BERLIN — German lawmakers are expected to approve new powers Thursday for the eurozone bailout fund in a major step toward tackling the bloc's sprawling sovereign debt crisis.
Passage in the lower house looks assured, thanks to support of opposition lawmakers, but the vote has highlighted tensions in Chancellor Angela Merkel's center-right coalition, which has been strained by members who have balked at the cost of propping up the eurozone's strugglers.
Germany is the biggest economy among the 17-countries that use the euro currency and has to contribute more than others to boosting the firepower of the bailout fund, the so-called European Financial Stability Facility, or EFSF. If passed, Germany will be guaranteeing loans in future to the tune of up to €211 billion, rather than €123 billion so far.
"Today we will make an important contribution to our nation, to Europe and to the stability of the euro," Volker Kauder, the parliamentary leader of Merkel's bloc, said in opening remarks on the debate.
The lawmakers — under close scrutiny from jittery markets — are voting on European leaders' decision in July to increase the effective lending capacity of the fund to €440 billion ($595 billion) and give it new powers, such as buying the bonds of shaky countries or lending money to governments before they get into a full-blown crisis.
Though German approval appears assured, markets remain in a fairly jittery mood over Europe's handling of its debt crisis. Shares in Europe have opened modestly lower Thursday.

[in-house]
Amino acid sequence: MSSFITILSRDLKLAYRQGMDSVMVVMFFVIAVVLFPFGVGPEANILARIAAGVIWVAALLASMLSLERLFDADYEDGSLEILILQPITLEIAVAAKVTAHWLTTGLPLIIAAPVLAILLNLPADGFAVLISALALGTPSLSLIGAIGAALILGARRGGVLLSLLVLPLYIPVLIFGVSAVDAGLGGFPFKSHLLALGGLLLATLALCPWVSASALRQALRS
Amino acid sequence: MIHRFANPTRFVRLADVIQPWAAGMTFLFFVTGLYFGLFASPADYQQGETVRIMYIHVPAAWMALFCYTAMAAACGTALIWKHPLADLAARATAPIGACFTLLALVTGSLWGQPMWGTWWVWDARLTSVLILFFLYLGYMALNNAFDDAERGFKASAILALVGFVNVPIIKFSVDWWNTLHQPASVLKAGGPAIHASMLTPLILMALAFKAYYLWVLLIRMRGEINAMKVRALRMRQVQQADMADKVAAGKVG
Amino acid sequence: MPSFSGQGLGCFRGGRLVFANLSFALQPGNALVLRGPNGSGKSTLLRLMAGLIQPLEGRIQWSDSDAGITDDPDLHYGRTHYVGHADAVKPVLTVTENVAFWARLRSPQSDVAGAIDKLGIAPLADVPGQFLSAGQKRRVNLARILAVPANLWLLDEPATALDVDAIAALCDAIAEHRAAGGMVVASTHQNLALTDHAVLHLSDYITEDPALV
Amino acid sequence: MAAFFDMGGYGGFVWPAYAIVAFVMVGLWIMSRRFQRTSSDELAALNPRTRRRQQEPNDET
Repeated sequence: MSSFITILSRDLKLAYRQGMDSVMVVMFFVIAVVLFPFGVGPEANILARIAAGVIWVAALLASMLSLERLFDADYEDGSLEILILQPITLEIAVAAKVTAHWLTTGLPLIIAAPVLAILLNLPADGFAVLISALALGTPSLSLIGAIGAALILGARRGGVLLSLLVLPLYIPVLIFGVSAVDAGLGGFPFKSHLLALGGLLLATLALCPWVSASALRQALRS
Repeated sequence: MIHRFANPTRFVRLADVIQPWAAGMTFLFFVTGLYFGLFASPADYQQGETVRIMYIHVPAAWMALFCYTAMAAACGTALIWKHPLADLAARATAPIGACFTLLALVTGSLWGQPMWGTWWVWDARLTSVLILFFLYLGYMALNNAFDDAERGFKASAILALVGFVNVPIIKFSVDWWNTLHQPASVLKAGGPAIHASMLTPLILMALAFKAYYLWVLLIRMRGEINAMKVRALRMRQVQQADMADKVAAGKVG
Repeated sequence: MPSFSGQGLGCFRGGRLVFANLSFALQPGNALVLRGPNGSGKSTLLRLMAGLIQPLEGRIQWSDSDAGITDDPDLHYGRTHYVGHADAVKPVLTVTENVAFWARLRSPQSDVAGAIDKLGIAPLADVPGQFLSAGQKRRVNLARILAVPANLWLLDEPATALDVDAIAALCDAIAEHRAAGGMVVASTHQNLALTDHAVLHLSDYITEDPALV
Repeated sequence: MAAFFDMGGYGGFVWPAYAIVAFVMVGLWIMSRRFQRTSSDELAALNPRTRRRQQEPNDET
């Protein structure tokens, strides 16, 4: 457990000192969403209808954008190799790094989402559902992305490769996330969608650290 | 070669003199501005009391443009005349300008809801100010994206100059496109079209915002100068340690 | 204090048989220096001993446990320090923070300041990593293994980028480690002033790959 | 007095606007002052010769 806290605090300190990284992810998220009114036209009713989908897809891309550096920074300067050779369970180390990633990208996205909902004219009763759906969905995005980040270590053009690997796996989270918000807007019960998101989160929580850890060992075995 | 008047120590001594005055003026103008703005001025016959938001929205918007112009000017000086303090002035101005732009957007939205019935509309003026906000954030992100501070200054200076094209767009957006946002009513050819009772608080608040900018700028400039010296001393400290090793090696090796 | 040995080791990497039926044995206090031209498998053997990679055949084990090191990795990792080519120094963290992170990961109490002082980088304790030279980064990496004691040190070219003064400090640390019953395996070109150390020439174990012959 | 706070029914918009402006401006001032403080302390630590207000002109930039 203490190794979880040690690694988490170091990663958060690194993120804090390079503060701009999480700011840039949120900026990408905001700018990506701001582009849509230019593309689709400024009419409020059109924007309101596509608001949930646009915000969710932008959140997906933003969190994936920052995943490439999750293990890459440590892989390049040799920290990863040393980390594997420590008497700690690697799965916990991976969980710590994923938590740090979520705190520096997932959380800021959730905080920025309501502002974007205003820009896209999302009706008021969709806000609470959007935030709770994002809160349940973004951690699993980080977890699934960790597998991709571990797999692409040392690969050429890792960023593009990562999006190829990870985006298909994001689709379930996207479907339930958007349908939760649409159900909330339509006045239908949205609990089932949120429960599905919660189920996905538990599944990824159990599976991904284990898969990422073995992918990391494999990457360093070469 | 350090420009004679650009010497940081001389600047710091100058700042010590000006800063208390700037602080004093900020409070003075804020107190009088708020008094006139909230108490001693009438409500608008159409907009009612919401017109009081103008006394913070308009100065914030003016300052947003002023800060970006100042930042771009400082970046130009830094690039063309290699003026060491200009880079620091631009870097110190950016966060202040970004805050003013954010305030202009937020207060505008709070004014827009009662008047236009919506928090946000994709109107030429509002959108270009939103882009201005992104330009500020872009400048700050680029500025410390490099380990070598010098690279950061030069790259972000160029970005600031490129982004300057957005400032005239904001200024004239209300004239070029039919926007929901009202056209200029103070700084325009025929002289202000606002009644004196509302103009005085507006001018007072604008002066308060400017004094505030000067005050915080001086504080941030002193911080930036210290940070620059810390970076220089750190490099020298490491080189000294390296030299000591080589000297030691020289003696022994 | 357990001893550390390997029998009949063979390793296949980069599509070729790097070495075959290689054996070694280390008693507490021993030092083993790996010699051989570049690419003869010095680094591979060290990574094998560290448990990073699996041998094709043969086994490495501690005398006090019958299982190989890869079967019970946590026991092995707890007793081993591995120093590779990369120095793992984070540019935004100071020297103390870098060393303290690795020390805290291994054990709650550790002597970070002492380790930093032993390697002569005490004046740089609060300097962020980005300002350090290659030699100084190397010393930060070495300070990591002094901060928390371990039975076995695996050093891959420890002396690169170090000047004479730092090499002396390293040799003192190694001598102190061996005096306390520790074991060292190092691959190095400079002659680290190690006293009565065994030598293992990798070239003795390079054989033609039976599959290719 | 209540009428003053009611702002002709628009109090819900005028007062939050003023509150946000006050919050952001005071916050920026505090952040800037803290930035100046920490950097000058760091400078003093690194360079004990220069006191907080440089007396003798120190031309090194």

"We are in an exceptionaly difficult situation, because the financial markets remain extremely uncertain," Finance Minister Wolfgang Schaeuble told lawmakers in his appeal to support the measures. "For that reason it is smart for us to take our responsibility seriously."
Though Merkel described the euro as "our common future" and said approving the beefed-up bailout fund was "of the very, very greatest significance," she has not mustered the support of all member of her governing coalition.
Discussions went deep into the night in an attempt to win support of as many ruling lawmakers as possible, in an effort to secure a solid enough majority so that the government doesn't need the opposition's votes to pass the measure. At least a small group of lawmakers plan to vote against.
Opposition leaders have said that if Merkel's coalition has to rely on their votes, it would be a sign that her strife-prone and increasingly unpopular government is finished.
On Wednesday, Finland voted in favor of expanding the fund's powers despite earlier threats to pull out of a rescue plan for Greece.
The fund expansion has to be ratified by all 17 eurozone nations to take force.
Geir Moulson contributed to this story.